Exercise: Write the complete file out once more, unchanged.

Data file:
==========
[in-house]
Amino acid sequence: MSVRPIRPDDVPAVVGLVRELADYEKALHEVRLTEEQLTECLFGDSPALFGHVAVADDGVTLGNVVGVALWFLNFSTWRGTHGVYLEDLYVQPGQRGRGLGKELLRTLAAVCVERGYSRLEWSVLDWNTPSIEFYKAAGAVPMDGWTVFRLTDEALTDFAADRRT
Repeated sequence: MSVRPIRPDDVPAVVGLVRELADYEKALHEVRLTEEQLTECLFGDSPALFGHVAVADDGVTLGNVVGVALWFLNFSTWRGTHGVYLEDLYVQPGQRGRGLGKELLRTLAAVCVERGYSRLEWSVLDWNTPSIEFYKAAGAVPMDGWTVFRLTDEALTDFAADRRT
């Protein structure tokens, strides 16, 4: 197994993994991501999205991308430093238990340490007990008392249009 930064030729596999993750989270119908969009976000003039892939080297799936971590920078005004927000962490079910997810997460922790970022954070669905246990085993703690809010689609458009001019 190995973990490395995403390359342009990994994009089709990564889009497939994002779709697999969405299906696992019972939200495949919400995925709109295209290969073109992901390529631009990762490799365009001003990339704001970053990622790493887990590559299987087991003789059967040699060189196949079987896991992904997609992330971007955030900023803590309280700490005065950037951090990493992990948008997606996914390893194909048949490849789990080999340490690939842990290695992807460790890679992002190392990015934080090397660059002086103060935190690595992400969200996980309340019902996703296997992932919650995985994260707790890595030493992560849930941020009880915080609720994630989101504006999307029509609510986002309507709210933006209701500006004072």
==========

[in-house]
Amino acid sequence: MSVRPIRPDDVPAVVGLVRELADYEKALHEVRLTEEQLTECLFGDSPALFGHVAVADDGVTLGNVVGVALWFLNFSTWRGTHGVYLEDLYVQPGQRGRGLGKELLRTLAAVCVERGYSRLEWSVLDWNTPSIEFYKAAGAVPMDGWTVFRLTDEALTDFAADRRT
Repeated sequence: MSVRPIRPDDVPAVVGLVRELADYEKALHEVRLTEEQLTECLFGDSPALFGHVAVADDGVTLGNVVGVALWFLNFSTWRGTHGVYLEDLYVQPGQRGRGLGKELLRTLAAVCVERGYSRLEWSVLDWNTPSIEFYKAAGAVPMDGWTVFRLTDEALTDFAADRRT
């Protein structure tokens, strides 16, 4: 197994993994991501999205991308430093238990340490007990008392249009 930064030729596999993750989270119908969009976000003039892939080297799936971590920078005004927000962490079910997810997460922790970022954070669905246990085993703690809010689609458009001019 190995973990490395995403390359342009990994994009089709990564889009497939994002779709697999969405299906696992019972939200495949919400995925709109295209290969073109992901390529631009990762490799365009001003990339704001970053990622790493887990590559299987087991003789059967040699060189196949079987896991992904997609992330971007955030900023803590309280700490005065950037951090990493992990948008997606996914390893194909048949490849789990080999340490690939842990290695992807460790890679992002190392990015934080090397660059002086103060935190690595992400969200996980309340019902996703296997992932919650995985994260707790890595030493992560849930941020009880915080609720994630989101504006999307029509609510986002309507709210933006209701500006004072």